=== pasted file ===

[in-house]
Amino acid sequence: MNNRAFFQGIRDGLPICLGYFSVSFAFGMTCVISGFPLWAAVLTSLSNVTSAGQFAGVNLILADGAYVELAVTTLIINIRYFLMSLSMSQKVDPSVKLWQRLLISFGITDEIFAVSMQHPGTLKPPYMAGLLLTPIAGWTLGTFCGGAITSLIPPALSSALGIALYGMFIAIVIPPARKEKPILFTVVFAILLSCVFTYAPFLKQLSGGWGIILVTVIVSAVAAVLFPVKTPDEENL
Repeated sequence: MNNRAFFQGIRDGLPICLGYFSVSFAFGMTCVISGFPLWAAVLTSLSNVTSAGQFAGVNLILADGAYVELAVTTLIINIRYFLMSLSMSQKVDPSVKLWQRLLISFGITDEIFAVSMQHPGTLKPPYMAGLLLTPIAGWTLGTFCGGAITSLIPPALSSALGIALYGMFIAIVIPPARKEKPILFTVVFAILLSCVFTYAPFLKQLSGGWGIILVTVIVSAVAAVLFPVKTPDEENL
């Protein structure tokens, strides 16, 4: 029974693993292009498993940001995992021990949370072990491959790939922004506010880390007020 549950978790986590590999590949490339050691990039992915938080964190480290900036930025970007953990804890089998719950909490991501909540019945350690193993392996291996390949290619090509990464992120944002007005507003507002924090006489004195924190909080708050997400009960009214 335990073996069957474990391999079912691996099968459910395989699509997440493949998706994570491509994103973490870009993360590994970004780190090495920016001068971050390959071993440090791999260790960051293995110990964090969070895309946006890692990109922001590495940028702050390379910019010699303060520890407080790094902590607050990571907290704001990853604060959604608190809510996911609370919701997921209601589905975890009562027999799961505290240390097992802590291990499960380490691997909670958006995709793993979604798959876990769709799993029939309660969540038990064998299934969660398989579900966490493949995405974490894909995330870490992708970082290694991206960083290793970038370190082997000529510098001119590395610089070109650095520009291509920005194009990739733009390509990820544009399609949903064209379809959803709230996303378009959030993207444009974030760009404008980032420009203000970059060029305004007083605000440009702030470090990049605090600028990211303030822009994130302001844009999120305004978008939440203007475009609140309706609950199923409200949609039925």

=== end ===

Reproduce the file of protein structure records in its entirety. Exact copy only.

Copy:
[in-house]
Amino acid sequence: MNNRAFFQGIRDGLPICLGYFSVSFAFGMTCVISGFPLWAAVLTSLSNVTSAGQFAGVNLILADGAYVELAVTTLIINIRYFLMSLSMSQKVDPSVKLWQRLLISFGITDEIFAVSMQHPGTLKPPYMAGLLLTPIAGWTLGTFCGGAITSLIPPALSSALGIALYGMFIAIVIPPARKEKPILFTVVFAILLSCVFTYAPFLKQLSGGWGIILVTVIVSAVAAVLFPVKTPDEENL
Repeated sequence: MNNRAFFQGIRDGLPICLGYFSVSFAFGMTCVISGFPLWAAVLTSLSNVTSAGQFAGVNLILADGAYVELAVTTLIINIRYFLMSLSMSQKVDPSVKLWQRLLISFGITDEIFAVSMQHPGTLKPPYMAGLLLTPIAGWTLGTFCGGAITSLIPPALSSALGIALYGMFIAIVIPPARKEKPILFTVVFAILLSCVFTYAPFLKQLSGGWGIILVTVIVSAVAAVLFPVKTPDEENL
């Protein structure tokens, strides 16, 4: 029974693993292009498993940001995992021990949370072990491959790939922004506010880390007020 549950978790986590590999590949490339050691990039992915938080964190480290900036930025970007953990804890089998719950909490991501909540019945350690193993392996291996390949290619090509990464992120944002007005507003507002924090006489004195924190909080708050997400009960009214 335990073996069957474990391999079912691996099968459910395989699509997440493949998706994570491509994103973490870009993360590994970004780190090495920016001068971050390959071993440090791999260790960051293995110990964090969070895309946006890692990109922001590495940028702050390379910019010699303060520890407080790094902590607050990571907290704001990853604060959604608190809510996911609370919701997921209601589905975890009562027999799961505290240390097992802590291990499960380490691997909670958006995709793993979604798959876990769709799993029939309660969540038990064998299934969660398989579900966490493949995405974490894909995330870490992708970082290694991206960083290793970038370190082997000529510098001119590395610089070109650095520009291509920005194009990739733009390509990820544009399609949903064209379809959803709230996303378009959030993207444009974030760009404008980032420009203000970059060029305004007083605000440009702030470090990049605090600028990211303030822009994130302001844009999120305004978008939440203007475009609140309706609950199923409200949609039925």